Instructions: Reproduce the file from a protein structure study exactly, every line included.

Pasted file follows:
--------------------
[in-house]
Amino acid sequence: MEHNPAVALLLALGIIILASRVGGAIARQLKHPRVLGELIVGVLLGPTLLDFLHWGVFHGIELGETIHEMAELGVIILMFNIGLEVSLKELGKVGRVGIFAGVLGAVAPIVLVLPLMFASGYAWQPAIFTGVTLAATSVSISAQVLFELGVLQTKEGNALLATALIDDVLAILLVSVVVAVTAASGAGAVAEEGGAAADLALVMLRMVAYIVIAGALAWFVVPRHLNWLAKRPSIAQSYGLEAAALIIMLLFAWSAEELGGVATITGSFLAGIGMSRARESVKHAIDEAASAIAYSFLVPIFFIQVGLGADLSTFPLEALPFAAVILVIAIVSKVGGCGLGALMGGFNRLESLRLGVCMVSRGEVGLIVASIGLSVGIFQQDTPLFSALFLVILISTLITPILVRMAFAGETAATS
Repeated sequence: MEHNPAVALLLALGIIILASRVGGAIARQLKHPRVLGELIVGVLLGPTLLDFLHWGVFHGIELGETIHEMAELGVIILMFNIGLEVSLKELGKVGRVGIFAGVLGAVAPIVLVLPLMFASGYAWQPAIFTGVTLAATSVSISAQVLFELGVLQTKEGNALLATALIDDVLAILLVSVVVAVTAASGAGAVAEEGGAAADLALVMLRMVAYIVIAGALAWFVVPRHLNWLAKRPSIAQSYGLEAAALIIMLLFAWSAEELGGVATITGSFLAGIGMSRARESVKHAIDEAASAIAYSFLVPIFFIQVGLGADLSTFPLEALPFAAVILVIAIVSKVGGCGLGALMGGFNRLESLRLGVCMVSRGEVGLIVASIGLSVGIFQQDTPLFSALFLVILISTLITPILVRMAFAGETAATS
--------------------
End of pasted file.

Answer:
[in-house]
Amino acid sequence: MEHNPAVALLLALGIIILASRVGGAIARQLKHPRVLGELIVGVLLGPTLLDFLHWGVFHGIELGETIHEMAELGVIILMFNIGLEVSLKELGKVGRVGIFAGVLGAVAPIVLVLPLMFASGYAWQPAIFTGVTLAATSVSISAQVLFELGVLQTKEGNALLATALIDDVLAILLVSVVVAVTAASGAGAVAEEGGAAADLALVMLRMVAYIVIAGALAWFVVPRHLNWLAKRPSIAQSYGLEAAALIIMLLFAWSAEELGGVATITGSFLAGIGMSRARESVKHAIDEAASAIAYSFLVPIFFIQVGLGADLSTFPLEALPFAAVILVIAIVSKVGGCGLGALMGGFNRLESLRLGVCMVSRGEVGLIVASIGLSVGIFQQDTPLFSALFLVILISTLITPILVRMAFAGETAATS
Repeated sequence: MEHNPAVALLLALGIIILASRVGGAIARQLKHPRVLGELIVGVLLGPTLLDFLHWGVFHGIELGETIHEMAELGVIILMFNIGLEVSLKELGKVGRVGIFAGVLGAVAPIVLVLPLMFASGYAWQPAIFTGVTLAATSVSISAQVLFELGVLQTKEGNALLATALIDDVLAILLVSVVVAVTAASGAGAVAEEGGAAADLALVMLRMVAYIVIAGALAWFVVPRHLNWLAKRPSIAQSYGLEAAALIIMLLFAWSAEELGGVATITGSFLAGIGMSRARESVKHAIDEAASAIAYSFLVPIFFIQVGLGADLSTFPLEALPFAAVILVIAIVSKVGGCGLGALMGGFNRLESLRLGVCMVSRGEVGLIVASIGLSVGIFQQDTPLFSALFLVILISTLITPILVRMAFAGETAATS